Who is responsible?(when everyone heads to the beach during a pandemic)

So, as lockdown eases in the UK (it doesn’t end until 4th July and even then, with strict social distancing rules in place), we have the scenario of beaches being packed with sun seekers at places like Bournemouth.

In response to the Government and other authorities expressing concern at this, former UKIP and Conservative MP, Douglas Carswell wrote

As it happens, Carswell has been one of those strongly challenging the idea of lockdown. It may therefore be the case, that he thinks that those who flocked to the beaches were being entirely responsible, that there is nothing to worry about and basically we should all be doing what they are doing.  That’s a legitimate argument to make. He can argue that the policies on lockdown and social distancing are wrong and he can present evidence for that.

Except, for some reason, that is not the argument he is making.  Rather, he is arguing that public policy makers have failed by allowing people to be paid not to work through furlough schemes and kids are denied access to school and university. 

I find that just a little odd. For years, whenever there have been rises in crime and anti-social behaviour, those on the left have been quick to announce that fault lies with society, a lack of jobs, poor social conditions, oppressive government etc.  At that point, right of centre politicians are quick to step in and say “no, you can never excuse such behaviour, people are personally responsible for the choices they make.”

So, it is fascinating to see right of centre commentators say that it is the State which is to blame for questionable decisions people make, not them.

I suspect that when people excuse the individual and blame the state/society an element is, as with Carswell’s position that they don’t really think that those involved have really done anything wrong at all. So, the radical left is generally suspicious of the idea of private ownership and therefore property laws, so when someone vandalises a shop front, or after smashing the window makes off with a wide screen TV, from their perspective, they haven’t really done anything wrong. It is not just that the State have caused the person to commit a crime, it is that the State has withheld from the person what is legitimately available for them to take and so they aren’t really stealing at all, just making use of things that should be in common ownership.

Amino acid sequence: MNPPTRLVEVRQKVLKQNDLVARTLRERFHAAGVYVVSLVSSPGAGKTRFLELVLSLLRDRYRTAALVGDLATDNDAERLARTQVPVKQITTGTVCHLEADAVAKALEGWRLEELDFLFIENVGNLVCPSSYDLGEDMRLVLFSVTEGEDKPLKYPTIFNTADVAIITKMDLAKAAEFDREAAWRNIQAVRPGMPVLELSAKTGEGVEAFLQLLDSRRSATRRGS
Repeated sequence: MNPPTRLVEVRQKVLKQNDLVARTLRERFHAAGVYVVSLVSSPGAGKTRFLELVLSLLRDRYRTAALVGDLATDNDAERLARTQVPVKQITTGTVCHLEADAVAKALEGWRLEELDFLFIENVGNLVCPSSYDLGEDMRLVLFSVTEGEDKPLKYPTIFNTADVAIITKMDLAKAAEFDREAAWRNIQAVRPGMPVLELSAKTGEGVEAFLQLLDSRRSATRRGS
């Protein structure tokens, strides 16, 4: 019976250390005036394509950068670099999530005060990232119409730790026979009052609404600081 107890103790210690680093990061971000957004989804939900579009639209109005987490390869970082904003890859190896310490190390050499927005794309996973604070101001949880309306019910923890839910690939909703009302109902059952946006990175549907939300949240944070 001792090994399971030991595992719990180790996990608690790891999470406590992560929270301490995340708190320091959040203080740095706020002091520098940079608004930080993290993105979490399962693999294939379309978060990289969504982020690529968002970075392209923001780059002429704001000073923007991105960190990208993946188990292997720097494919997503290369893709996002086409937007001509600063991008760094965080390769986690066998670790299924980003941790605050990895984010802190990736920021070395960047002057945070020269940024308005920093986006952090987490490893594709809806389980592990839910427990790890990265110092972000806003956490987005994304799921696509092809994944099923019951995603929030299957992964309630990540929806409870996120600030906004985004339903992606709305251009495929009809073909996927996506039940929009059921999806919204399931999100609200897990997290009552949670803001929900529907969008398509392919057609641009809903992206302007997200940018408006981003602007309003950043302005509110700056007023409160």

The Bible takes a different approach.  It recognises that we live in a fallen world and that life at times can be unpleasant. Fallenness includes the idea of original sin so that we too are fallen and dead in our sin. However, it is also clear that we are willing participants in sin and therefore morally responsible. We have no excuses.:

This week, I have been reflecting quite a bit on Hebrews 4:15.

 15 This High Priest [Jesus] of ours understands our weaknesses, for he faced all of the same testings we do, yet he did not sin.

Jesus experienced the trials and temptations we do. He knows what it is like to live in a sinful world and face suffering and oppression. He has experienced hunger and thirst, mockery, rejection and physical pain.  In all of that, he did not sin.

In effect, Jesus’ response is that he sympathises with our struggles and pain. However, those things do not justify our sin. We remain responsible.

However, he goes a stage further. Jesus by bearing the punishment for our sin and by justifying us, declaring us righteousness doesn’t just take away the excuses, he takes away the need to make excuses. We are free to won up to our sin and take responsibility in stead of excusing or blame shifting. We can do this knowing that our sin will not be held against us to shame us. We are forgiven.

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